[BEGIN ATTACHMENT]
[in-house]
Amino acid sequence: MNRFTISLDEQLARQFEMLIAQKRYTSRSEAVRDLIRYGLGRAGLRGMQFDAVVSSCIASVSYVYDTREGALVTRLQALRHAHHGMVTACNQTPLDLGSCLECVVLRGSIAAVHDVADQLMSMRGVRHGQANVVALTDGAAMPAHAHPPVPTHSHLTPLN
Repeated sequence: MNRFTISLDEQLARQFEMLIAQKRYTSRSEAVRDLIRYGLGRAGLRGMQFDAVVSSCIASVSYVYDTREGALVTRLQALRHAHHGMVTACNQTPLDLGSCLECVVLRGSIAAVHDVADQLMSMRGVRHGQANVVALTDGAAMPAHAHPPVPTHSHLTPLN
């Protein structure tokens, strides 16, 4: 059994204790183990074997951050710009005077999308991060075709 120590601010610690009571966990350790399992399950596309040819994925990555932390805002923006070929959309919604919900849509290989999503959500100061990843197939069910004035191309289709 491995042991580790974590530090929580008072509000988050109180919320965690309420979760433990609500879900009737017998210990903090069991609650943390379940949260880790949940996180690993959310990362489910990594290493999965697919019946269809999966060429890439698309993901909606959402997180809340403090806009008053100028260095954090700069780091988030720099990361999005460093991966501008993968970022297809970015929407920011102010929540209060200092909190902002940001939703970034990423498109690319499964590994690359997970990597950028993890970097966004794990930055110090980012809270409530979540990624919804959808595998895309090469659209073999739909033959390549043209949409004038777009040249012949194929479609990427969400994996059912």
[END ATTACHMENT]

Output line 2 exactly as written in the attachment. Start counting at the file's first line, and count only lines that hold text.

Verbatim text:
Amino acid sequence: MNRFTISLDEQLARQFEMLIAQKRYTSRSEAVRDLIRYGLGRAGLRGMQFDAVVSSCIASVSYVYDTREGALVTRLQALRHAHHGMVTACNQTPLDLGSCLECVVLRGSIAAVHDVADQLMSMRGVRHGQANVVALTDGAAMPAHAHPPVPTHSHLTPLN